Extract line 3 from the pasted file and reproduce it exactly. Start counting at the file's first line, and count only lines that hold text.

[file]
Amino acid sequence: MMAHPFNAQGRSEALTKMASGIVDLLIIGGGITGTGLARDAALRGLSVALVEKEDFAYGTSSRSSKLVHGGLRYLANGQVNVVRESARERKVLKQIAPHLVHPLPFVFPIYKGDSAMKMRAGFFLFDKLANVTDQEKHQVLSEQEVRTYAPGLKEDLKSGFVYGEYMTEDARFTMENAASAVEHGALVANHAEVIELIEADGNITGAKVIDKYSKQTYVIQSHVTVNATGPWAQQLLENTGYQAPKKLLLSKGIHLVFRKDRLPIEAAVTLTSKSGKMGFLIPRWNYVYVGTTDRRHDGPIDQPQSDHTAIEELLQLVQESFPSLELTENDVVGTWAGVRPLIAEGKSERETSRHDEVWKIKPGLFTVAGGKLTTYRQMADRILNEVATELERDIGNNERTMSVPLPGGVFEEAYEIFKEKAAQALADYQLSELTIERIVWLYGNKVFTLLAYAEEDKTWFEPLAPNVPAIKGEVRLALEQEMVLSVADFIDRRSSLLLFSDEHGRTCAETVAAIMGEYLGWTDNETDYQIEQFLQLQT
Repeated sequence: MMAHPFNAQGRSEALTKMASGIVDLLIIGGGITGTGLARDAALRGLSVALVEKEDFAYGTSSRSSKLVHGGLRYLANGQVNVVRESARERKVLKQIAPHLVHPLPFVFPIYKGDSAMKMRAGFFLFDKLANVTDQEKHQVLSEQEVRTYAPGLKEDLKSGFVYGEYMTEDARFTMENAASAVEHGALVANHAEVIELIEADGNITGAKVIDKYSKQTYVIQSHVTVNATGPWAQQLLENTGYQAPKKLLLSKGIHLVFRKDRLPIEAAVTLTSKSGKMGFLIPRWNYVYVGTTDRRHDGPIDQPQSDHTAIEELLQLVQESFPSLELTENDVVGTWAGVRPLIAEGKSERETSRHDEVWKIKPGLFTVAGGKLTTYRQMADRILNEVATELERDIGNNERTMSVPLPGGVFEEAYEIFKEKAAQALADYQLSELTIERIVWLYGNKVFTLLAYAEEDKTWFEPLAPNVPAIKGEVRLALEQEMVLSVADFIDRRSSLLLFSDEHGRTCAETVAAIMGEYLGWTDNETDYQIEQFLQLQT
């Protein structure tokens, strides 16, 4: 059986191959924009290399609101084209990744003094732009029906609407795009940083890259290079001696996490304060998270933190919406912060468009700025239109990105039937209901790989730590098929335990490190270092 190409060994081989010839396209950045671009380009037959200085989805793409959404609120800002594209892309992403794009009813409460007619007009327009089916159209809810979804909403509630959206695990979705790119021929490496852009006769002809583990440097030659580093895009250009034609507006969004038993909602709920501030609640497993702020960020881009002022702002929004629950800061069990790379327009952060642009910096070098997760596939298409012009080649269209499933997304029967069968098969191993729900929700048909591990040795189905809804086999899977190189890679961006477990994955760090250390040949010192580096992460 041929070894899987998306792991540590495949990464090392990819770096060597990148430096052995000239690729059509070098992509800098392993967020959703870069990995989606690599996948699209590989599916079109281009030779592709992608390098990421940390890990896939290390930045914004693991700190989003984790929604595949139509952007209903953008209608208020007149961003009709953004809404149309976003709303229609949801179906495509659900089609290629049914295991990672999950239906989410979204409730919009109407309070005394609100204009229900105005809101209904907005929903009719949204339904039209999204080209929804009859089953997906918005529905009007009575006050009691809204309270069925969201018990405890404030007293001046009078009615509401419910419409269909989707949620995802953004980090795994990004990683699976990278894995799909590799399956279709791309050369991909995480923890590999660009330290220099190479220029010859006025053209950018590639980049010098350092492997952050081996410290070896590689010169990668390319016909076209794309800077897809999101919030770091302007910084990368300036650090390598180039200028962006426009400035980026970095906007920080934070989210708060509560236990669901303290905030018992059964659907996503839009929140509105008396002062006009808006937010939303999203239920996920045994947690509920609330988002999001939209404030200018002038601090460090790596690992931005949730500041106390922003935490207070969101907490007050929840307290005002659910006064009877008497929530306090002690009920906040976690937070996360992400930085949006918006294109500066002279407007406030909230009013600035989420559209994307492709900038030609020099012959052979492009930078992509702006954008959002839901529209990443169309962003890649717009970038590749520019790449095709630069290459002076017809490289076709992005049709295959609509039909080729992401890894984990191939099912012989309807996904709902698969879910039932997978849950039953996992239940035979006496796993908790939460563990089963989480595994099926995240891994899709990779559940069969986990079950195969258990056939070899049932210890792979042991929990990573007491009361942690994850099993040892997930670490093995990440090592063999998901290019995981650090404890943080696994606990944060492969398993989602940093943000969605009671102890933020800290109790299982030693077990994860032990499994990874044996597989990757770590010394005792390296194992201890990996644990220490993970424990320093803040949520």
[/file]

């Protein structure tokens, strides 16, 4: 059986191959924009290399609101084209990744003094732009029906609407795009940083890259290079001696996490304060998270933190919406912060468009700025239109990105039937209901790989730590098929335990490190270092 190409060994081989010839396209950045671009380009037959200085989805793409959404609120800002594209892309992403794009009813409460007619007009327009089916159209809810979804909403509630959206695990979705790119021929490496852009006769002809583990440097030659580093895009250009034609507006969004038993909602709920501030609640497993702020960020881009002022702002929004629950800061069990790379327009952060642009910096070098997760596939298409012009080649269209499933997304029967069968098969191993729900929700048909591990040795189905809804086999899977190189890679961006477990994955760090250390040949010192580096992460 041929070894899987998306792991540590495949990464090392990819770096060597990148430096052995000239690729059509070098992509800098392993967020959703870069990995989606690599996948699209590989599916079109281009030779592709992608390098990421940390890990896939290390930045914004693991700190989003984790929604595949139509952007209903953008209608208020007149961003009709953004809404149309976003709303229609949801179906495509659900089609290629049914295991990672999950239906989410979204409730919009109407309070005394609100204009229900105005809101209904907005929903009719949204339904039209999204080209929804009859089953997906918005529905009007009575006050009691809204309270069925969201018990405890404030007293001046009078009615509401419910419409269909989707949620995802953004980090795994990004990683699976990278894995799909590799399956279709791309050369991909995480923890590999660009330290220099190479220029010859006025053209950018590639980049010098350092492997952050081996410290070896590689010169990668390319016909076209794309800077897809999101919030770091302007910084990368300036650090390598180039200028962006426009400035980026970095906007920080934070989210708060509560236990669901303290905030018992059964659907996503839009929140509105008396002062006009808006937010939303999203239920996920045994947690509920609330988002999001939209404030200018002038601090460090790596690992931005949730500041106390922003935490207070969101907490007050929840307290005002659910006064009877008497929530306090002690009920906040976690937070996360992400930085949006918006294109500066002279407007406030909230009013600035989420559209994307492709900038030609020099012959052979492009930078992509702006954008959002839901529209990443169309962003890649717009970038590749520019790449095709630069290459002076017809490289076709992005049709295959609509039909080729992401890894984990191939099912012989309807996904709902698969879910039932997978849950039953996992239940035979006496796993908790939460563990089963989480595994099926995240891994899709990779559940069969986990079950195969258990056939070899049932210890792979042991929990990573007491009361942690994850099993040892997930670490093995990440090592063999998901290019995981650090404890943080696994606990944060492969398993989602940093943000969605009671102890933020800290109790299982030693077990994860032990499994990874044996597989990757770590010394005792390296194992201890990996644990220490993970424990320093803040949520």